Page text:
Leshner Fellow Brad Spellberg during an interview with ESPN.
In his years as a practicing physician, researcher, and hospital administrator, Brad Spellberg has devoted extensive time to communicating about antibiotic resistance. He has several important messages to share, and he regularly does so through media appearances, documentaries and books, and meetings with key decision-makers and stakeholders. Spellberg brings his perspectives as Chief Medical Officer at the Los Angeles County + University of Southern California Medical Center (the largest public hospital west of the Mississippi) and associate dean at the University of Southern California Keck School of Medicine to the 2017-18 Leshner Leadership Institute Public Engagement Fellows, a cohort comprised of infectious disease experts.
Spellberg’s first message is that antibiotic resistance is an urgent and widespread problem, and needs to be addressed through national policies and regulatory reform. Infectious disease experts, he adds, must be empowered to control antibiotics use in both humans and animals. As part of his efforts to share these messages broadly, in 2009 he published a book for the public called Rising Plague. He was later interviewed extensively as part of the 2013 PBS Frontline documentary Hunting the Nightmare Bacteria, appeared in the 2015 documentary, Resistance, and frequently writes scientific and policy articles on this topic.
Spellberg believes public engagement and “documentaries like these have fundamentally changed the public discourse on antibiotic resistance. The public is orders of magnitude more engaged today on this topic than they were 15 years ago, when the first question I’d get asked during an interview was, ‘You mean people still die of infection?’” The public attention has helped direct funding, research, and government reforms toward combating the problem (see this transcript of one of his interviews with PBS Frontline delving into the realities – medical, economic and political - of antibiotic drug development). Despite the progress, this remains a serious problem. PBS recently re-aired their documentary, with an updated segment featuring Spellberg, and Spellberg highlighted some of the major misconceptions that persist in a recent article for The Conversation, “Why You May Not Need All Those Days of Antibiotics.”
Spellberg’s second central message is related to U.S. healthcare: he is advocating for a universal healthcare system that makes use of market forces and focuses on outcomes, to both improve care and lower costs. This message is oriented toward policymakers. His initial intention was to seek meetings with Republican lawmakers in the U.S. Congress, however he now feels he will have more traction creating dialogue about healthcare reform in California. He hopes to help create what could eventually become a model for the nation (he cites Robert Pollin and colleagues for their work on the economics of instituting a single payer system). He has changed the framing of his message as well – with Republicans in Congress, he planned to discuss how these reforms will be better for U.S. businesses, whereas in California he will likely focus on the expansion of services to provide universal coverage, while improving outcomes and lowering costs.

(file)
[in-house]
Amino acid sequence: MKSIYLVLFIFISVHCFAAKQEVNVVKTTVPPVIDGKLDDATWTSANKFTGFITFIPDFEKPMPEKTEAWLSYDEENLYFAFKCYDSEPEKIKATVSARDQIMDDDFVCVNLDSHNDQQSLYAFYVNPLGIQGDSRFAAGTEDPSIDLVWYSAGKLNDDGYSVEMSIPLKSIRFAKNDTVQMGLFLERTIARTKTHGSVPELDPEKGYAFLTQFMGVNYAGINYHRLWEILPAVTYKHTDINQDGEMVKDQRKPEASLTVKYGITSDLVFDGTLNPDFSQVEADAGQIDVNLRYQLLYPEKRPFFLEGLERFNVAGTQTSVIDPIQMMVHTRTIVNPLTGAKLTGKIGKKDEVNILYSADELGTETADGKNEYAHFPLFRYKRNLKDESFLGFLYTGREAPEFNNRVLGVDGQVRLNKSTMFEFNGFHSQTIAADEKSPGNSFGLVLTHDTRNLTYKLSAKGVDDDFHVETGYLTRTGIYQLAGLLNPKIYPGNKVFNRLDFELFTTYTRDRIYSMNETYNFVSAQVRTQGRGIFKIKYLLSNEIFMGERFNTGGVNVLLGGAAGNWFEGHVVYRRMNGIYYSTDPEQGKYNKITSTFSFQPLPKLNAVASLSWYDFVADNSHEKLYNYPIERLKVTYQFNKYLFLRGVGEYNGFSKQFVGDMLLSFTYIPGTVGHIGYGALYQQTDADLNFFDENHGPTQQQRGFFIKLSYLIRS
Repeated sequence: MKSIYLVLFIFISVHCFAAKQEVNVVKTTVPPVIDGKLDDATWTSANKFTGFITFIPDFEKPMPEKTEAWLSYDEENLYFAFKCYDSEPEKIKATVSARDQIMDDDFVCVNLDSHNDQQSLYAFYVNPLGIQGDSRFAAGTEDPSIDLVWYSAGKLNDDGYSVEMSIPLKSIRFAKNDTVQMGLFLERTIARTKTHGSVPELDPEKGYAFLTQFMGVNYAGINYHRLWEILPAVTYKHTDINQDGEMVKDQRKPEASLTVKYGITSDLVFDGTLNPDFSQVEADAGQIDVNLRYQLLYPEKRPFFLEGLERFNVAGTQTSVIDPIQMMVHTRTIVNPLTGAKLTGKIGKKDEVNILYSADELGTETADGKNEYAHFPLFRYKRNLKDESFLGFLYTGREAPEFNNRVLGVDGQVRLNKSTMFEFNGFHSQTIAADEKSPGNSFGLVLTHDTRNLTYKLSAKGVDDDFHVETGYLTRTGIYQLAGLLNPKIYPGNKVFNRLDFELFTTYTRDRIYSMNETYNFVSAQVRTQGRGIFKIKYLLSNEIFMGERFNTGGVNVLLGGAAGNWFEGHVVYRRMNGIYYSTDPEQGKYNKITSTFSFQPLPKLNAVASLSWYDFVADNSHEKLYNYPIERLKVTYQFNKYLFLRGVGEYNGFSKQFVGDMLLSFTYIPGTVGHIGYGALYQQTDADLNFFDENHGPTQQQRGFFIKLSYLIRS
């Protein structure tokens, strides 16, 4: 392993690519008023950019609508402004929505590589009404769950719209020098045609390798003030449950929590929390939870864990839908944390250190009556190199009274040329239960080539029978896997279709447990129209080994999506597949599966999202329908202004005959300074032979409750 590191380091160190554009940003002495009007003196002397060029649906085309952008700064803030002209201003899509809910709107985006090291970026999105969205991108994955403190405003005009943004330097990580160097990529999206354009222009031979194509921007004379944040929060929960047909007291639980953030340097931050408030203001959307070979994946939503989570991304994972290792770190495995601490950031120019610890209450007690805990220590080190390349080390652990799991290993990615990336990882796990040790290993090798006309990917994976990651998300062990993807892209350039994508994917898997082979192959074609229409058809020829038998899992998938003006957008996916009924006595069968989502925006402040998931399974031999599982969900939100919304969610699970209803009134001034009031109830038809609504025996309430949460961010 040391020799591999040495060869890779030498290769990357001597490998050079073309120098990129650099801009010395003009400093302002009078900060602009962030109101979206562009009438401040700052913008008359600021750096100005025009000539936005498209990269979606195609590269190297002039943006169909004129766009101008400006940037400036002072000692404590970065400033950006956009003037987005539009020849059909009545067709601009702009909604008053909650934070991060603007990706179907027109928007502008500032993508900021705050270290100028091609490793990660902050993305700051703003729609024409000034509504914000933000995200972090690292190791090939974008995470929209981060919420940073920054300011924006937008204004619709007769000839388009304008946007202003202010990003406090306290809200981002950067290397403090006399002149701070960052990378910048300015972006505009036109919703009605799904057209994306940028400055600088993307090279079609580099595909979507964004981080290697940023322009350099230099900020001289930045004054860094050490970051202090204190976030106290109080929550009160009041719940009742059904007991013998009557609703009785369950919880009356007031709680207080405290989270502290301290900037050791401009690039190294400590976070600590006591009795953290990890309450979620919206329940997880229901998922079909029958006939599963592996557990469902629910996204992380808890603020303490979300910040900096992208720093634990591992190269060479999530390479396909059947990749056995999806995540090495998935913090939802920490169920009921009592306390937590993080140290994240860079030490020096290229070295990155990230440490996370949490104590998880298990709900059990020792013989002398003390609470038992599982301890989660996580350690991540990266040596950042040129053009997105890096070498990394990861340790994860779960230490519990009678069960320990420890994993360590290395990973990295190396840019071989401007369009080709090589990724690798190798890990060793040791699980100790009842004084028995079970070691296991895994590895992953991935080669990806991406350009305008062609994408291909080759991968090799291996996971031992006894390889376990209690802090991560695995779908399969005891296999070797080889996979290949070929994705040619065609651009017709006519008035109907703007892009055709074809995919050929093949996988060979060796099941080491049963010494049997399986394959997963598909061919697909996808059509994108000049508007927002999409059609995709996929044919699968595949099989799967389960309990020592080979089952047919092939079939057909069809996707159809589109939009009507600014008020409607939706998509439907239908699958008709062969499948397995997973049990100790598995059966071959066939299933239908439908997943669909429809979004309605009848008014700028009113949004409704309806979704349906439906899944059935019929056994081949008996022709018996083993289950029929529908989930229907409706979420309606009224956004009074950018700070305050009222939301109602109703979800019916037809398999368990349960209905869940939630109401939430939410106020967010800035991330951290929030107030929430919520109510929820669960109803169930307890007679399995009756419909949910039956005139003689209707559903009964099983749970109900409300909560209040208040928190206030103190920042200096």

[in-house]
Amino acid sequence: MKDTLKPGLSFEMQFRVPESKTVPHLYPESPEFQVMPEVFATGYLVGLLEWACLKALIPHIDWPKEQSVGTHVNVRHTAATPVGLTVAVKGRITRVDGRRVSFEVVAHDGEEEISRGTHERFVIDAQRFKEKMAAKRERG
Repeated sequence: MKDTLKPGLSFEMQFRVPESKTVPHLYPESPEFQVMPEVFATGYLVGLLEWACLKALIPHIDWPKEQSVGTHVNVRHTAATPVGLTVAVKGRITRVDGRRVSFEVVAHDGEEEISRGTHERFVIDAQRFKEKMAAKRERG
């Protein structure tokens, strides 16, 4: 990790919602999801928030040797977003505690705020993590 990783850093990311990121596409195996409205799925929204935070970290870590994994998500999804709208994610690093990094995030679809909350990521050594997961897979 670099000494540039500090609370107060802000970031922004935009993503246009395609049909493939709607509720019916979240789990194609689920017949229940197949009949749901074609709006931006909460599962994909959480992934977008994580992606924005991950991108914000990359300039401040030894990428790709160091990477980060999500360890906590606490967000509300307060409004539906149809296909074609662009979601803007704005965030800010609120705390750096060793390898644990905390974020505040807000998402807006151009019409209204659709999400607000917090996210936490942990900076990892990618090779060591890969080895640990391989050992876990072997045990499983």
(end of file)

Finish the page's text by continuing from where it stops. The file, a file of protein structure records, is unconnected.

Spellberg conducting an interview in his lab at the University of Southern California Keck School of Medicine.
From his experience with these documentaries and other interviews, Spellberg emphasizes the need to hone talking points so they can be shared quickly and repeated often, in a way that’s interesting enough to compete with everything else in the media. He recommends against being cautious and conservative in tone, mannerisms or conclusions. Spellberg’s latest engagement and communication work can be found on Twitter @BradSpellberg and his website, www.bradspellberg.com.
The AAAS Leshner Leadership Institute was founded in 2015 and operates through philanthropic gifts in honor of CEO Emeritus Alan I. Leshner. Each year the Institute provides public engagement training and support to 15 mid-career scientists from an area of research at the nexus of science and society.